The end of Roe vs. Wade: A photographer’s blog

Albuquerque - The exam room is dark on purpose to calm the patient.
The room is intentionally kept dark to calm the 39-year-old patient as she gets a surgical abortion at the Center for Reproductive Health Clinic in Albuquerque. Roe vs. Wade was overturned 24 hours later.
(Gina Ferazzi / Los Angeles Times)
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Knowing that the abortion protections of Roe vs. Wade were in jeopardy, The Times early this year formed a team to report on the issue.

Named as photographer, I traveled throughout the West, visiting abortion clinics and centers run by those opposed to the procedure. I was inside a Texas clinic the moment the Dobbs vs. Jackson decision came down.

For this assignment, the patients’ privacy and doctors’ safety were forefront in my mind. It was a delicate situation. At times, I was able to use a mirrorless camera, which made the shutter silent. I felt less obtrusive, which was important.

Some of the most poignant photographs came from a clinic in New Mexico.

I had sent emails to the clinic administrator of the University of New Mexico Center for Reproductive Health in Albuquerque and the physician on staff. I reiterated how important this issue was for women. I agreed not to photograph any patient without their permission.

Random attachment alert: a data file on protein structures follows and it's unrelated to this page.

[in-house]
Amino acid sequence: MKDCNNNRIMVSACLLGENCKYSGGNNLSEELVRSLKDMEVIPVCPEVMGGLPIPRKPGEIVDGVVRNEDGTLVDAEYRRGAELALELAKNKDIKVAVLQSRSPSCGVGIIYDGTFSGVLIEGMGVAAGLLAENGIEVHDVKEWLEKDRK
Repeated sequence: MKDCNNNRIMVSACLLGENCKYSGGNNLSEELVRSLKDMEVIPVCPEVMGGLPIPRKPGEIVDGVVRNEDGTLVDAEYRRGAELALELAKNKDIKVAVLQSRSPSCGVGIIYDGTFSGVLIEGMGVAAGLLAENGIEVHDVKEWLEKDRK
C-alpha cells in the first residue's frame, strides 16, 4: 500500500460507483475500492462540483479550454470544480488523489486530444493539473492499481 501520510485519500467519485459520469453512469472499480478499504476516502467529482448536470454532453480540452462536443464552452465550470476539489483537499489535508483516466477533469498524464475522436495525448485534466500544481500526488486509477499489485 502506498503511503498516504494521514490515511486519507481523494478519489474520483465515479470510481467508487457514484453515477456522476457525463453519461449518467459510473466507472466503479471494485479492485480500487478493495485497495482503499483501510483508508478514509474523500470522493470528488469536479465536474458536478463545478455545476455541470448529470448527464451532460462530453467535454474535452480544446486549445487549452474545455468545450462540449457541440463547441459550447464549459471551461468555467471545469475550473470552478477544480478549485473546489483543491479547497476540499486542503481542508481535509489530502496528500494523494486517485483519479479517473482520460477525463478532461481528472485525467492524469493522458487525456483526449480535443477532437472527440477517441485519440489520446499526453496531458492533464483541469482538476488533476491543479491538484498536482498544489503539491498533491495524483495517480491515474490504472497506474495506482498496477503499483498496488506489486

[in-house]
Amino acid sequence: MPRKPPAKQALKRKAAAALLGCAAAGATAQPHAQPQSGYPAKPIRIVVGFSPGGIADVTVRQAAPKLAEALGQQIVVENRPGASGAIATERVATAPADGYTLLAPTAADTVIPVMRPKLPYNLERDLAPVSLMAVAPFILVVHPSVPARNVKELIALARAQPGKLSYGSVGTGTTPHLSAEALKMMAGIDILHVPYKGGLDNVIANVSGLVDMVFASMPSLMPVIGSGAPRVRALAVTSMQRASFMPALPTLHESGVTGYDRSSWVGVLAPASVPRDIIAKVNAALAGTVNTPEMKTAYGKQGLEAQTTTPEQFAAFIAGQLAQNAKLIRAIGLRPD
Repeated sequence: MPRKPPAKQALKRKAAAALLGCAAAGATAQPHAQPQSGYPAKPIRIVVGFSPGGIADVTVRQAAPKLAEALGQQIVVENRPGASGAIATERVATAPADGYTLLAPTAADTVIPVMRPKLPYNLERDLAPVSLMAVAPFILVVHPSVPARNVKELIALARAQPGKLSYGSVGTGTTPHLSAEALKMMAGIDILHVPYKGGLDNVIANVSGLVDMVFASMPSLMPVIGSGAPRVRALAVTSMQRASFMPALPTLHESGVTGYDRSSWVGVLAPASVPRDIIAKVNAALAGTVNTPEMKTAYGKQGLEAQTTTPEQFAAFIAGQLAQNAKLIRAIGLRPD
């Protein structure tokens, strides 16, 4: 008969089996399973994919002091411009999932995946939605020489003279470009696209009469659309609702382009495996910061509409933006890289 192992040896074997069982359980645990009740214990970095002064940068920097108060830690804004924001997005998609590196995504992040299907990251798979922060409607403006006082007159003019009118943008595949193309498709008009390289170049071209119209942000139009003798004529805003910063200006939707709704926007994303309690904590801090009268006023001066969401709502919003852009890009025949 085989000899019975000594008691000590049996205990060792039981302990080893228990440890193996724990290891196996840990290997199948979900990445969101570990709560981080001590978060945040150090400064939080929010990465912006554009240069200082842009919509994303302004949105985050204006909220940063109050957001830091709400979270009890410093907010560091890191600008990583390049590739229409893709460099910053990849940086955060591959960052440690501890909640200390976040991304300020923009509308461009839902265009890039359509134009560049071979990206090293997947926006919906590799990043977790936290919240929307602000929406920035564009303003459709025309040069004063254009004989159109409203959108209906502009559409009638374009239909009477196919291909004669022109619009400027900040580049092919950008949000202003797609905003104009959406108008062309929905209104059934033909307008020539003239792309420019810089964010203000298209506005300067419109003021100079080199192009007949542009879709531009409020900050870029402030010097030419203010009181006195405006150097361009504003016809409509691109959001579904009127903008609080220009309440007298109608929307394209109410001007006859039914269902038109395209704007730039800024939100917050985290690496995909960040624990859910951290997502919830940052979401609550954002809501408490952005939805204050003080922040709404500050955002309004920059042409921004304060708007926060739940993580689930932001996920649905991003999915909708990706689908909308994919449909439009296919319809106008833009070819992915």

They said I could come.

I was surprised by how many patients wanted to tell their story, especially the torment they felt dealing with their state’s abortion restrictions and their own conscience.

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A family physician and her resident perform an ultrasound on a 25-year-old woman
A family physician and her resident perform an ultrasound on a 25-year-old pregnant woman at the Center for Reproductive Health in Albuquerque. The patient elected to have a medication abortion later that day.
(Gina Ferazzi / Los Angeles Times)

“I think we’ll see a lot of unsafe abortions and women dying.”

— Dr. William Hern, owner of Boulder Abortion Clinic in Colorado, on the consequences of the Supreme Court overturning Roe vs. Wade

A woman sitting on an exam table drinks from a cup as a doctor sits nearby and a child lies on the floor
Autumn Brown swallows the first pill for a medication abortion, as instructed by Dr. Lisa Hofler, as her 3-year-old daughter plays June 21 at the Center for Reproductive Health. Brown has four children, including twin girls, and said she couldn’t handle any more.
(Gina Ferazzi / Los Angeles Times)

“Oh, my gosh, the magnitude for us is going to be tremendous. ... This ripples far beyond New Mexico, and they’re going to be coming to us.”

— Dr. Lisa Hofler, University of New Mexico Center for Reproductive Health

Antiabortion protesters pray in front of Dr. Warren Hern's abortion clinic Feb. 1 in Boulder, Colo.
(Gina Ferazzi / Los Angeles Times)

“I think we’ll see a lot of unsafe abortions and women dying.”

— Dr William Hern, director of Boulder Abortion Clinic

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Protesters holding signs chant and march
Hours after the Supreme Court released its decision to overturn Roe vs. Wade, hundreds of protesters marched near the federal courthouse in San Antonio, with the temperature well over 100 degrees.
(Gina Ferazzi / Los Angeles Times)

“Keep your laws off my body.”

— Abortion rights supporter protesting the end of Roe vs. Wade